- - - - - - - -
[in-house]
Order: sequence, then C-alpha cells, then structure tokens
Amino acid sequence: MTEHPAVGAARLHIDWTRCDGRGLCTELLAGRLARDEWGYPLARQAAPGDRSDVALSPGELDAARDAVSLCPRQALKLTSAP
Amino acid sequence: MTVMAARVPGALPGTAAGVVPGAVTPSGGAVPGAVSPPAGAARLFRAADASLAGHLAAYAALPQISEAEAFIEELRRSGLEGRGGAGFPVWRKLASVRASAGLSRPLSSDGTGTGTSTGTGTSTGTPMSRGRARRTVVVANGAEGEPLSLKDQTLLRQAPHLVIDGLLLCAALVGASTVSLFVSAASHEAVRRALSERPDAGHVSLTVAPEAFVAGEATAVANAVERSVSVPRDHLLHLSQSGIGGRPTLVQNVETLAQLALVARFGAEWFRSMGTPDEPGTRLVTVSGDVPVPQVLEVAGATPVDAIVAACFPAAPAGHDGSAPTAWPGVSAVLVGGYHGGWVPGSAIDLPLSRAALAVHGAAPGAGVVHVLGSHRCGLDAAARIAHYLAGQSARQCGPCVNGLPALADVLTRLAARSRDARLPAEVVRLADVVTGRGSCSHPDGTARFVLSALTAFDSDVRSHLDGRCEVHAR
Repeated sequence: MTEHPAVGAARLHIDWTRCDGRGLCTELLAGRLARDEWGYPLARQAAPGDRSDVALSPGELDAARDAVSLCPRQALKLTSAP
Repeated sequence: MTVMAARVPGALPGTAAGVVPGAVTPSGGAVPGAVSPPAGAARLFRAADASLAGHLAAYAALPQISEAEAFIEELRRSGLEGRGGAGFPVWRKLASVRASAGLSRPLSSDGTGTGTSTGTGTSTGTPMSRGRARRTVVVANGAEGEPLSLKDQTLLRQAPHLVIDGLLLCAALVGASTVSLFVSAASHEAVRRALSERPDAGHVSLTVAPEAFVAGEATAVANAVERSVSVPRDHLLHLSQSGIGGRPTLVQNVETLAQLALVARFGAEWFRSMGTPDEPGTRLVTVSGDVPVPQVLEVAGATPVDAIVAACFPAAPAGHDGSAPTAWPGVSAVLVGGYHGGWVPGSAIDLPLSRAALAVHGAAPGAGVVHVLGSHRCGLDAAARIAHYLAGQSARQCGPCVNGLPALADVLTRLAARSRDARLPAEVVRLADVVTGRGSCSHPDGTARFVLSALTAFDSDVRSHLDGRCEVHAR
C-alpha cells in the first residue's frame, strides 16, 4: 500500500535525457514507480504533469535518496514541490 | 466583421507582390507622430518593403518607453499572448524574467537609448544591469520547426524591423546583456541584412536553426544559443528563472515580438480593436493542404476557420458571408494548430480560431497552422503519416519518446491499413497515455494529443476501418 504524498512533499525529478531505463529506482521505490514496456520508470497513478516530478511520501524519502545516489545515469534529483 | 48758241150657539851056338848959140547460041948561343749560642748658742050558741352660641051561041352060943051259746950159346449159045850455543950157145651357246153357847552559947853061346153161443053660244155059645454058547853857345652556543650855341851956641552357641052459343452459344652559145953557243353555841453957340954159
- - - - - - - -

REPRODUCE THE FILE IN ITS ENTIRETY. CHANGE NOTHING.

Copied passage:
[in-house]
Order: sequence, then C-alpha cells, then structure tokens
Amino acid sequence: MTEHPAVGAARLHIDWTRCDGRGLCTELLAGRLARDEWGYPLARQAAPGDRSDVALSPGELDAARDAVSLCPRQALKLTSAP
Amino acid sequence: MTVMAARVPGALPGTAAGVVPGAVTPSGGAVPGAVSPPAGAARLFRAADASLAGHLAAYAALPQISEAEAFIEELRRSGLEGRGGAGFPVWRKLASVRASAGLSRPLSSDGTGTGTSTGTGTSTGTPMSRGRARRTVVVANGAEGEPLSLKDQTLLRQAPHLVIDGLLLCAALVGASTVSLFVSAASHEAVRRALSERPDAGHVSLTVAPEAFVAGEATAVANAVERSVSVPRDHLLHLSQSGIGGRPTLVQNVETLAQLALVARFGAEWFRSMGTPDEPGTRLVTVSGDVPVPQVLEVAGATPVDAIVAACFPAAPAGHDGSAPTAWPGVSAVLVGGYHGGWVPGSAIDLPLSRAALAVHGAAPGAGVVHVLGSHRCGLDAAARIAHYLAGQSARQCGPCVNGLPALADVLTRLAARSRDARLPAEVVRLADVVTGRGSCSHPDGTARFVLSALTAFDSDVRSHLDGRCEVHAR
Repeated sequence: MTEHPAVGAARLHIDWTRCDGRGLCTELLAGRLARDEWGYPLARQAAPGDRSDVALSPGELDAARDAVSLCPRQALKLTSAP
Repeated sequence: MTVMAARVPGALPGTAAGVVPGAVTPSGGAVPGAVSPPAGAARLFRAADASLAGHLAAYAALPQISEAEAFIEELRRSGLEGRGGAGFPVWRKLASVRASAGLSRPLSSDGTGTGTSTGTGTSTGTPMSRGRARRTVVVANGAEGEPLSLKDQTLLRQAPHLVIDGLLLCAALVGASTVSLFVSAASHEAVRRALSERPDAGHVSLTVAPEAFVAGEATAVANAVERSVSVPRDHLLHLSQSGIGGRPTLVQNVETLAQLALVARFGAEWFRSMGTPDEPGTRLVTVSGDVPVPQVLEVAGATPVDAIVAACFPAAPAGHDGSAPTAWPGVSAVLVGGYHGGWVPGSAIDLPLSRAALAVHGAAPGAGVVHVLGSHRCGLDAAARIAHYLAGQSARQCGPCVNGLPALADVLTRLAARSRDARLPAEVVRLADVVTGRGSCSHPDGTARFVLSALTAFDSDVRSHLDGRCEVHAR
C-alpha cells in the first residue's frame, strides 16, 4: 500500500535525457514507480504533469535518496514541490 | 466583421507582390507622430518593403518607453499572448524574467537609448544591469520547426524591423546583456541584412536553426544559443528563472515580438480593436493542404476557420458571408494548430480560431497552422503519416519518446491499413497515455494529443476501418 504524498512533499525529478531505463529506482521505490514496456520508470497513478516530478511520501524519502545516489545515469534529483 | 48758241150657539851056338848959140547460041948561343749560642748658742050558741352660641051561041352060943051259746950159346449159045850455543950157145651357246153357847552559947853061346153161443053660244155059645454058547853857345652556543650855341851956641552357641052459343452459344652559145953557243353555841453957340954159